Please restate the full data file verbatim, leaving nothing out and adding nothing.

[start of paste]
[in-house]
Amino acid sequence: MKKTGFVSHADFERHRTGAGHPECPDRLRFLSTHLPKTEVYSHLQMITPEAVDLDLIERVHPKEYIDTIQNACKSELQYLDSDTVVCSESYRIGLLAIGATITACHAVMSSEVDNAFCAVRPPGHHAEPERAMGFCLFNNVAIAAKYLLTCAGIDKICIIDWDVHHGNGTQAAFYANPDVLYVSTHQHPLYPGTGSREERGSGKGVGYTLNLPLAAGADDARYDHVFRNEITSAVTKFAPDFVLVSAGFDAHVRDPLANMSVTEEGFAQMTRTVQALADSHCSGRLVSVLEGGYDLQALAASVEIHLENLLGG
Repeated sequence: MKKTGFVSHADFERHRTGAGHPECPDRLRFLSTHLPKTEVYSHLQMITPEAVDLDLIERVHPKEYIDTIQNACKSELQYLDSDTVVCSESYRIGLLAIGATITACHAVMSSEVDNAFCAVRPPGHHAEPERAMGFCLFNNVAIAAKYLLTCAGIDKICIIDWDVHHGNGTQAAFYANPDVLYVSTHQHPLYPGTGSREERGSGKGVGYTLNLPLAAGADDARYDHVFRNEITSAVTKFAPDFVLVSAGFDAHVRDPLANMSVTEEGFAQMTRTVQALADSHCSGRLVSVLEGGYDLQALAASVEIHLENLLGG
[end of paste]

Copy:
[in-house]
Amino acid sequence: MKKTGFVSHADFERHRTGAGHPECPDRLRFLSTHLPKTEVYSHLQMITPEAVDLDLIERVHPKEYIDTIQNACKSELQYLDSDTVVCSESYRIGLLAIGATITACHAVMSSEVDNAFCAVRPPGHHAEPERAMGFCLFNNVAIAAKYLLTCAGIDKICIIDWDVHHGNGTQAAFYANPDVLYVSTHQHPLYPGTGSREERGSGKGVGYTLNLPLAAGADDARYDHVFRNEITSAVTKFAPDFVLVSAGFDAHVRDPLANMSVTEEGFAQMTRTVQALADSHCSGRLVSVLEGGYDLQALAASVEIHLENLLGG
Repeated sequence: MKKTGFVSHADFERHRTGAGHPECPDRLRFLSTHLPKTEVYSHLQMITPEAVDLDLIERVHPKEYIDTIQNACKSELQYLDSDTVVCSESYRIGLLAIGATITACHAVMSSEVDNAFCAVRPPGHHAEPERAMGFCLFNNVAIAAKYLLTCAGIDKICIIDWDVHHGNGTQAAFYANPDVLYVSTHQHPLYPGTGSREERGSGKGVGYTLNLPLAAGADDARYDHVFRNEITSAVTKFAPDFVLVSAGFDAHVRDPLANMSVTEEGFAQMTRTVQALADSHCSGRLVSVLEGGYDLQALAASVEIHLENLLGG